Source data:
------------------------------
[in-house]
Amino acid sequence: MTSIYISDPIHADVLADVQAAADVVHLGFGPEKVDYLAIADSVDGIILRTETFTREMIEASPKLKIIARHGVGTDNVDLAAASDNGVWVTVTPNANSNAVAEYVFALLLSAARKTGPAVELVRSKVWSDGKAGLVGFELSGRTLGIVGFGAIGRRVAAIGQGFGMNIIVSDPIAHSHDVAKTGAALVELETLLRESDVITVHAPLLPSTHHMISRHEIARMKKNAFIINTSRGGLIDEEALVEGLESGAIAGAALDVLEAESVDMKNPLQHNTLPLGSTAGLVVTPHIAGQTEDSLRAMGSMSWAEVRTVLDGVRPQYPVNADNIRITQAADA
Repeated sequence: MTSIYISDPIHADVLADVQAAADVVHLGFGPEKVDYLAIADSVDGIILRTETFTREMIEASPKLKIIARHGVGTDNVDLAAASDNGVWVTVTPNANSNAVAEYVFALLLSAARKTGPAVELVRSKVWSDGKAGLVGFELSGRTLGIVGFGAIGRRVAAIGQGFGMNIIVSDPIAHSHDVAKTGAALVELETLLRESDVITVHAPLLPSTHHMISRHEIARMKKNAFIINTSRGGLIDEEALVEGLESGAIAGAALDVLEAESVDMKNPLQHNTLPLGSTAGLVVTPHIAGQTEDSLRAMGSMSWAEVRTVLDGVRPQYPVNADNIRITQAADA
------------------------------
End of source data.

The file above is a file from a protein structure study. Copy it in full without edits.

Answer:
[in-house]
Amino acid sequence: MTSIYISDPIHADVLADVQAAADVVHLGFGPEKVDYLAIADSVDGIILRTETFTREMIEASPKLKIIARHGVGTDNVDLAAASDNGVWVTVTPNANSNAVAEYVFALLLSAARKTGPAVELVRSKVWSDGKAGLVGFELSGRTLGIVGFGAIGRRVAAIGQGFGMNIIVSDPIAHSHDVAKTGAALVELETLLRESDVITVHAPLLPSTHHMISRHEIARMKKNAFIINTSRGGLIDEEALVEGLESGAIAGAALDVLEAESVDMKNPLQHNTLPLGSTAGLVVTPHIAGQTEDSLRAMGSMSWAEVRTVLDGVRPQYPVNADNIRITQAADA
Repeated sequence: MTSIYISDPIHADVLADVQAAADVVHLGFGPEKVDYLAIADSVDGIILRTETFTREMIEASPKLKIIARHGVGTDNVDLAAASDNGVWVTVTPNANSNAVAEYVFALLLSAARKTGPAVELVRSKVWSDGKAGLVGFELSGRTLGIVGFGAIGRRVAAIGQGFGMNIIVSDPIAHSHDVAKTGAALVELETLLRESDVITVHAPLLPSTHHMISRHEIARMKKNAFIINTSRGGLIDEEALVEGLESGAIAGAALDVLEAESVDMKNPLQHNTLPLGSTAGLVVTPHIAGQTEDSLRAMGSMSWAEVRTVLDGVRPQYPVNADNIRITQAADA